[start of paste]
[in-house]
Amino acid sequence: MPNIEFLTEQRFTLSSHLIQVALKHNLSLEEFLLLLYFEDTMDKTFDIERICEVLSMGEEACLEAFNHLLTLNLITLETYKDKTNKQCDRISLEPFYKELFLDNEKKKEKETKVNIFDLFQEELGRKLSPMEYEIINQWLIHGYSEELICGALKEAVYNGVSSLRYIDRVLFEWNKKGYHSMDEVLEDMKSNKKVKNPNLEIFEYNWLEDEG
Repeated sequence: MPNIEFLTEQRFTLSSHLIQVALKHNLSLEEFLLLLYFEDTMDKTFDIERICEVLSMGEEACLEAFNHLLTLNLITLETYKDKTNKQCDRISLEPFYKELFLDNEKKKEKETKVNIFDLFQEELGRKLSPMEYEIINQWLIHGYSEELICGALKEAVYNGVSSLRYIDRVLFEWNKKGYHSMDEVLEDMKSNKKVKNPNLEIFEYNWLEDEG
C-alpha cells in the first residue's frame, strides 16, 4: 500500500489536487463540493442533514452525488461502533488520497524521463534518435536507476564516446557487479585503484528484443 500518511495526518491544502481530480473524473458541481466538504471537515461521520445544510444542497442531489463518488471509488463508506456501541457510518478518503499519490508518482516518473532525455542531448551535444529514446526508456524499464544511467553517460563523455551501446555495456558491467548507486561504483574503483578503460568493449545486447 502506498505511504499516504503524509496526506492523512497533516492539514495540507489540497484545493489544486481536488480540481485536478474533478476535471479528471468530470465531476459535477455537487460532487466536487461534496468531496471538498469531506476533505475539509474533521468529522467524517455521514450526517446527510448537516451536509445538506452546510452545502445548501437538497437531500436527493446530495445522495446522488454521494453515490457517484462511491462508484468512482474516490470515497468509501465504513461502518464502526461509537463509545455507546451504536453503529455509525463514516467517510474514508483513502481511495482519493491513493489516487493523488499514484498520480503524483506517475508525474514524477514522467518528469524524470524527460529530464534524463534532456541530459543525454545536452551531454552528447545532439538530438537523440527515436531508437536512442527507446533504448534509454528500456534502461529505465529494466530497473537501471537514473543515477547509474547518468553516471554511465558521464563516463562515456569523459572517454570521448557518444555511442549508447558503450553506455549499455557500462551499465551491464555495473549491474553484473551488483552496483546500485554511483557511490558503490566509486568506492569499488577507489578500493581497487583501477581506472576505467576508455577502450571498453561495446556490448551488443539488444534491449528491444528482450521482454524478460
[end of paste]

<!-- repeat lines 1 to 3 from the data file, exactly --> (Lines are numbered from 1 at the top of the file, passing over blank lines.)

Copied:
[in-house]
Amino acid sequence: MPNIEFLTEQRFTLSSHLIQVALKHNLSLEEFLLLLYFEDTMDKTFDIERICEVLSMGEEACLEAFNHLLTLNLITLETYKDKTNKQCDRISLEPFYKELFLDNEKKKEKETKVNIFDLFQEELGRKLSPMEYEIINQWLIHGYSEELICGALKEAVYNGVSSLRYIDRVLFEWNKKGYHSMDEVLEDMKSNKKVKNPNLEIFEYNWLEDEG
Repeated sequence: MPNIEFLTEQRFTLSSHLIQVALKHNLSLEEFLLLLYFEDTMDKTFDIERICEVLSMGEEACLEAFNHLLTLNLITLETYKDKTNKQCDRISLEPFYKELFLDNEKKKEKETKVNIFDLFQEELGRKLSPMEYEIINQWLIHGYSEELICGALKEAVYNGVSSLRYIDRVLFEWNKKGYHSMDEVLEDMKSNKKVKNPNLEIFEYNWLEDEG